Tugboat Internship Helps Va. Man Launch Maritime Career
On-the-Water Industries Face Growing Shortage of Skilled Workers
There was painting to be done. And the Pinners Point — a 1,400-horsepower, 55-foot tugboat owned by Crofton Industries, a local maritime construction company — was a day from Norfolk’s annual Parade of Sail.
Even as the tug rumbled down the south branch of the Elizabeth River on a recent morning and a crane worked around him, Thomas kept his head down, dutiful to the task that left him sore and paint-stained.
Thomas fits the bill of what the maritime industry needs — young, skilled trade workers willing to do the little things.
In just a week, the Portsmouth native expected to be boarding a plane for California, where he’ll work on the deck and engineering room of an ocean-going ship with Chevron Shipping Company, his first paid gig in maritime.
It’ll be far from home for the 2017 high school graduate.
“This is what I signed up for,” Thomas, 19, said over the hum of the tug’s engine, adding confidently, “I’m ready for it.”
He’s starting just as challenges loom for the industry. Fewer young people such as Thomas are learning a trade. While still in high school, he enrolled at TidewaterCommunity College, where he learned to weld, a trade he can use as he moves his way up in maritime.
The aging workforce is heading into retirement, and by 2022, the United States will need 70,000 new people for its maritime fleet, U.S. Naval Institute News said in 2016.
The vacancy issue is compounded by the growing number of federal standards maritimers need to meet to work aboard a U.S. ship that travels into foreign waters, and the money it costs to get certified.
“Even though there’s going to be this huge, giant hole in the maritime industry, it’s not like there’s going to be 5,000 jobs and (companies) snatching you off the street,” said Caroline Smith, coordinator of the Norfolk-based Mid- Atlantic Maritime Academy. Smith was hired a couple years ago to help run the academy’s new boot camp and internship program, which she said was created two years ago to address the issues facing maritime.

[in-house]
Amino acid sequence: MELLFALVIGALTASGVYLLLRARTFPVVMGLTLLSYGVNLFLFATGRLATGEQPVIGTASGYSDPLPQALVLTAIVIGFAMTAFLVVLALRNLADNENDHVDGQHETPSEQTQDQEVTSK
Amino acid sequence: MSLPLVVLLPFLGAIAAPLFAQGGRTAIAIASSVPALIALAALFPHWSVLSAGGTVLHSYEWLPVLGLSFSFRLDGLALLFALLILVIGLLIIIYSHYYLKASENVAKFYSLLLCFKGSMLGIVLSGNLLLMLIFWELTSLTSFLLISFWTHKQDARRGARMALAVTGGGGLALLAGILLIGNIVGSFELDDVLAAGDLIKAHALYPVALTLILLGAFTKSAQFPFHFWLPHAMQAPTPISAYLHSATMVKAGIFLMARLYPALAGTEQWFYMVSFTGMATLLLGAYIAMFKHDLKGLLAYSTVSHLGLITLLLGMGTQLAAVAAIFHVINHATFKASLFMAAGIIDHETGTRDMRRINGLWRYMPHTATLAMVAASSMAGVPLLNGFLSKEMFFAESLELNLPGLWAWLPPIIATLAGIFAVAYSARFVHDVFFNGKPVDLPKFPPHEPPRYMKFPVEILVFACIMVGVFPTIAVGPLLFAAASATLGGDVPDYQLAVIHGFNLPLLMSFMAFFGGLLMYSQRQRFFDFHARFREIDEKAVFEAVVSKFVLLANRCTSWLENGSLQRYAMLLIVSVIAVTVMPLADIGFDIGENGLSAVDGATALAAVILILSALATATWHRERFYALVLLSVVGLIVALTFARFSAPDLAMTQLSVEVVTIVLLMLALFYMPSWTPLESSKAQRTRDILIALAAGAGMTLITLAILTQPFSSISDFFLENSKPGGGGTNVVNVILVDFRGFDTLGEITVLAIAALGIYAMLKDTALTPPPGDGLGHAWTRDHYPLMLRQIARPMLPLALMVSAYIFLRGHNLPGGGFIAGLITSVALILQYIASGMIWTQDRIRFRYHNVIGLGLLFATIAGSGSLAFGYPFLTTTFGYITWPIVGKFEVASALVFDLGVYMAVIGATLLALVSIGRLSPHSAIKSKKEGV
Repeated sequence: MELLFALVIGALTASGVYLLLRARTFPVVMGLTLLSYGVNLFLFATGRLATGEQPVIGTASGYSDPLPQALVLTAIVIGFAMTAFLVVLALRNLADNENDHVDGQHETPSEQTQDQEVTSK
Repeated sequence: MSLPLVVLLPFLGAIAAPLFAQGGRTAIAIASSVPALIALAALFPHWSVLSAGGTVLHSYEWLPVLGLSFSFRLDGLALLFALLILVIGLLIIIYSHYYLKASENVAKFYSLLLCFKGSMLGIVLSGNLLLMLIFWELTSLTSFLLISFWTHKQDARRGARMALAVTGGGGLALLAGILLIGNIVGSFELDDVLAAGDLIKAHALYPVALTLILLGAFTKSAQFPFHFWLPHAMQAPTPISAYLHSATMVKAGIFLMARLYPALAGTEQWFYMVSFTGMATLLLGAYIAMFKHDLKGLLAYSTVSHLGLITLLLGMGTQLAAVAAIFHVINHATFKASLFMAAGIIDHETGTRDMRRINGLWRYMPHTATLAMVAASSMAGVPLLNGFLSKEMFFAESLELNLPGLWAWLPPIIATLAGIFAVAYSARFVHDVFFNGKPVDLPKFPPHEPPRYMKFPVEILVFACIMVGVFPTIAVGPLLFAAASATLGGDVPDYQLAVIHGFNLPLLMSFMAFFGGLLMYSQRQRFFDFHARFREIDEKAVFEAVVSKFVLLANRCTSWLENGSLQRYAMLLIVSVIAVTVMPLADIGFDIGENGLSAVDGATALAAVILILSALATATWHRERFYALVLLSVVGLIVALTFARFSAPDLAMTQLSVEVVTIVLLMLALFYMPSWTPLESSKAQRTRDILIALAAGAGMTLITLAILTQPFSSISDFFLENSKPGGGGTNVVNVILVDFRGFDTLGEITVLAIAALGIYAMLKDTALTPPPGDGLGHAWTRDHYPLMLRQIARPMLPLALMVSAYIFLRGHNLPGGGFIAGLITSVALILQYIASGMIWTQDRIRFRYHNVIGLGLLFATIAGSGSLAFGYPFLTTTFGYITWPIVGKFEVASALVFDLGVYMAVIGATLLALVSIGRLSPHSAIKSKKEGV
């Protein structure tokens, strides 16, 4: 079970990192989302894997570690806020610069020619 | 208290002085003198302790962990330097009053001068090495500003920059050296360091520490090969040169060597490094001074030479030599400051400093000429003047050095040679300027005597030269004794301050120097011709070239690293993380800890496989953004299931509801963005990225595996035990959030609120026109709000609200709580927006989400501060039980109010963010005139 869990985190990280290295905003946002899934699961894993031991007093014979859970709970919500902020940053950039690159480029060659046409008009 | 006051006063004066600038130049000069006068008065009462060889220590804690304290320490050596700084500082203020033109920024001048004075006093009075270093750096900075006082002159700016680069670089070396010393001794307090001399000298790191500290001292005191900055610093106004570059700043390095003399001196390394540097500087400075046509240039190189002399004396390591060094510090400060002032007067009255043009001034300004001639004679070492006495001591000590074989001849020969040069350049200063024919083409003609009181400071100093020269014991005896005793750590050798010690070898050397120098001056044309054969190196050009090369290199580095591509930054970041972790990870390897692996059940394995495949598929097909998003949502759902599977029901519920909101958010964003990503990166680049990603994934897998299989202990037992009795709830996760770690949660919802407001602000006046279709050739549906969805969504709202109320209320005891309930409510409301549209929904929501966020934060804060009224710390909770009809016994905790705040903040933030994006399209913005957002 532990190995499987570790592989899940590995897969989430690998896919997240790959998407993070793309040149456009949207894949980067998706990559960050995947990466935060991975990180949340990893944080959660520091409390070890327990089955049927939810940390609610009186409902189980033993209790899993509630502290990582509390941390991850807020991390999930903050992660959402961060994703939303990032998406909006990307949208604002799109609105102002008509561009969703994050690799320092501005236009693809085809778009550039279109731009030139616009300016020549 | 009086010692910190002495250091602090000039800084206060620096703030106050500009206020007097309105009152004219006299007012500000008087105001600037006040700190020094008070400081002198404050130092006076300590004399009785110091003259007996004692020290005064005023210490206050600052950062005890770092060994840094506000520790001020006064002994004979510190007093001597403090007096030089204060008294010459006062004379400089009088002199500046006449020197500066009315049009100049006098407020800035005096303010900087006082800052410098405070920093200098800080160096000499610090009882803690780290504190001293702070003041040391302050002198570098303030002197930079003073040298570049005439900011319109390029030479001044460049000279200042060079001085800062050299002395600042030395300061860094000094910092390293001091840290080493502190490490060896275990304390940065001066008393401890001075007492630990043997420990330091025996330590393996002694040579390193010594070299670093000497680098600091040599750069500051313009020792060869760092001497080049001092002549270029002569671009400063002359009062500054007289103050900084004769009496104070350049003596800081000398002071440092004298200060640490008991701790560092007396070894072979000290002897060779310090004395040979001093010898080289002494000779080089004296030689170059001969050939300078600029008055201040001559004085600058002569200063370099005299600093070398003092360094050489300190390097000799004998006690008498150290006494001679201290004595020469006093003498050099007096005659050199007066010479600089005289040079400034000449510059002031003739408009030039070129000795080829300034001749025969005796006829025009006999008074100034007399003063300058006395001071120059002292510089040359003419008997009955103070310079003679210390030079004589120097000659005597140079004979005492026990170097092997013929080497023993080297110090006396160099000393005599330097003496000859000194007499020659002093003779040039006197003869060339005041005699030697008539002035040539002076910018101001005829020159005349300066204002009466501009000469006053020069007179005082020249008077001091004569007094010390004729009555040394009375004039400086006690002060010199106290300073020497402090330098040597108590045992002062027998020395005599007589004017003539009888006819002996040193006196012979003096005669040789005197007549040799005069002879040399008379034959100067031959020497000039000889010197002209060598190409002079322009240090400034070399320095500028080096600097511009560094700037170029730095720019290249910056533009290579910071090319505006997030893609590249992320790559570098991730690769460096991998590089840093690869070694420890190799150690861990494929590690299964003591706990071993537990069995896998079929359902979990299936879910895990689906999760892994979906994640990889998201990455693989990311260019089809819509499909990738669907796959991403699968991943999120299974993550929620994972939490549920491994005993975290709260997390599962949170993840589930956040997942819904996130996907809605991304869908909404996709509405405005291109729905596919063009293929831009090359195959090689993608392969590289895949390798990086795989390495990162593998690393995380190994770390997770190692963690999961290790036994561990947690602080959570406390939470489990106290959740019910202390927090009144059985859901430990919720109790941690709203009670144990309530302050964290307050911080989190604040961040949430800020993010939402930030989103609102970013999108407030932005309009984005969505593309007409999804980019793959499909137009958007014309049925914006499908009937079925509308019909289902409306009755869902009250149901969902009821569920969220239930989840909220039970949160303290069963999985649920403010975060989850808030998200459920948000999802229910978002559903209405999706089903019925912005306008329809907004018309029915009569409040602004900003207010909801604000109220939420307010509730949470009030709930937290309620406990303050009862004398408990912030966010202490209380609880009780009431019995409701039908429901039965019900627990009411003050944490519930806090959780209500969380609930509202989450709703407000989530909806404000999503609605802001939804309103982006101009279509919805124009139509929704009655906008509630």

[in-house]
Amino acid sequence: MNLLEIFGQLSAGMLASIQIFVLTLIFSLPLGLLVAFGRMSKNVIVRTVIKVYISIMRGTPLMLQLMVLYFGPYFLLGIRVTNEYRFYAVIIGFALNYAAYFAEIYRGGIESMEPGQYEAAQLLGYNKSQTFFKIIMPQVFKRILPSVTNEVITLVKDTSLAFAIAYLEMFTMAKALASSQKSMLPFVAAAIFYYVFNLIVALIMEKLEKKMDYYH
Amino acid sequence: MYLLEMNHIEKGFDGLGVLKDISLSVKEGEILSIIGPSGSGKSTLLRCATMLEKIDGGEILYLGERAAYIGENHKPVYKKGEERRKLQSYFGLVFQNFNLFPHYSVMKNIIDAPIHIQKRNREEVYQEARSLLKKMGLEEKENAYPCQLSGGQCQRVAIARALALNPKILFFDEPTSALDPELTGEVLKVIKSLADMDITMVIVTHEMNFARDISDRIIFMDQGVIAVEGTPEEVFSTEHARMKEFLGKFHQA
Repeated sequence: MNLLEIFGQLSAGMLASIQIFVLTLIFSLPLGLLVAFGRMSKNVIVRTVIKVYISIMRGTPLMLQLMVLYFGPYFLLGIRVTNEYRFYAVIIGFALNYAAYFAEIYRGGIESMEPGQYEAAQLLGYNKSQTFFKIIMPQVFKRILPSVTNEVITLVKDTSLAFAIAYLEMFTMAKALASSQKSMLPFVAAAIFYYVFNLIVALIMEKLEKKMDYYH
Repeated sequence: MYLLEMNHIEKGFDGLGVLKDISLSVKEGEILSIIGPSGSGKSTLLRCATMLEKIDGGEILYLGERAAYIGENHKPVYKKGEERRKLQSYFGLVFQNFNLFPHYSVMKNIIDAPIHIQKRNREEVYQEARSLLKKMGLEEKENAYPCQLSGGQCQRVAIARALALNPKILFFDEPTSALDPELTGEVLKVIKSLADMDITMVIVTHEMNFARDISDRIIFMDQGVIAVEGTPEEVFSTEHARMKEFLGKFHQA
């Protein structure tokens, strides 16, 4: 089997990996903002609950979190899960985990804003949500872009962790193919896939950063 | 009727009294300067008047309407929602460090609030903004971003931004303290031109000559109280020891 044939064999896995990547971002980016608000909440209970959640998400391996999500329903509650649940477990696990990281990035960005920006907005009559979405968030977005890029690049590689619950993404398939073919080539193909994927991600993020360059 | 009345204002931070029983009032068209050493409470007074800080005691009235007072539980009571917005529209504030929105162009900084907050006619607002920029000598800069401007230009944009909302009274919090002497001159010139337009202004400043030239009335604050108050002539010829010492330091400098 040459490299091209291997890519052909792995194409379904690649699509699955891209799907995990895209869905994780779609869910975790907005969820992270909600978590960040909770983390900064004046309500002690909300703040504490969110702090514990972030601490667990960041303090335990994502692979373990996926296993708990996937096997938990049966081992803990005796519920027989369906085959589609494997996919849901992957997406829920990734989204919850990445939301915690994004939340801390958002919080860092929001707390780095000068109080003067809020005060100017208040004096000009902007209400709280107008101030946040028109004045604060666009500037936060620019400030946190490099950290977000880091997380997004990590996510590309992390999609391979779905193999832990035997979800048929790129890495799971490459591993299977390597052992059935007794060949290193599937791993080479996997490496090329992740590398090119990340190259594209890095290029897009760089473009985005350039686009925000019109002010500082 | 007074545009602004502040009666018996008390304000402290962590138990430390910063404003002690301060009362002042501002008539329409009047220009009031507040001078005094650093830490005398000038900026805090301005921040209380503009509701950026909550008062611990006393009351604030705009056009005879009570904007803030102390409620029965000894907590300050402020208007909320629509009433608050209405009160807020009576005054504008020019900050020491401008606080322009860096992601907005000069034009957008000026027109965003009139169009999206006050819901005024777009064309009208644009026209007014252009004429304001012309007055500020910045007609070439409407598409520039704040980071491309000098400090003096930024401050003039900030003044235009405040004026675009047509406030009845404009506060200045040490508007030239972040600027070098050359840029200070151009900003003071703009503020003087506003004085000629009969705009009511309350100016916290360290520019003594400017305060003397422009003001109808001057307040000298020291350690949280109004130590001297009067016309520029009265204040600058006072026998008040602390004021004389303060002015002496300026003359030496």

Her program got Thomas into the classroom and on the water, experience necessary to get his Chevron job offer. Courses familiarize students with engine rooms and deck safety and provide career training like resume writing.
In the past two years, 104 students have gone through the boot camp, which is recruiting for its July class. The program includes a 160-hour internship, where students spend time aboard tugboats or sailboats in Hampton Roads. Interns have been hired for local companies like Norfolk Tug. One is working aboard a cable-laying ship that has gone as far as Guam, Japan and Singapore, Smith said.
In all, a little more than a quarter of the students have been women. Most are in their late teens or early to mid-20s.
They represent a changing face for the industry, which traditionally fills up with family members of maritimers.
About 90 percent come to the academy by way of the Workforce Innovation Fund, a federal program that covers the $5,000 cost for qualifying students to attend.
Thomas learned about the program from his cousin, who was in the first boot camp and intern class.
He wanted to travel and saw the job as his ticket away.
Thomas has three sisters and four brothers, three of whom are pursuing military careers. His father works as a barber on a naval base. But he’s the first to get into maritime.
Smith says the program provides some freedom. Students aren’t required to finish the 160 intern hours if they get a job offer.
Thomas would like to travel with his new job. He doesn’t know if he gets seasick — he’s never been far out enough at sea to not see land. But he has ambitious career goals. One of which: save some money to help his dad to start his own barbershop back home.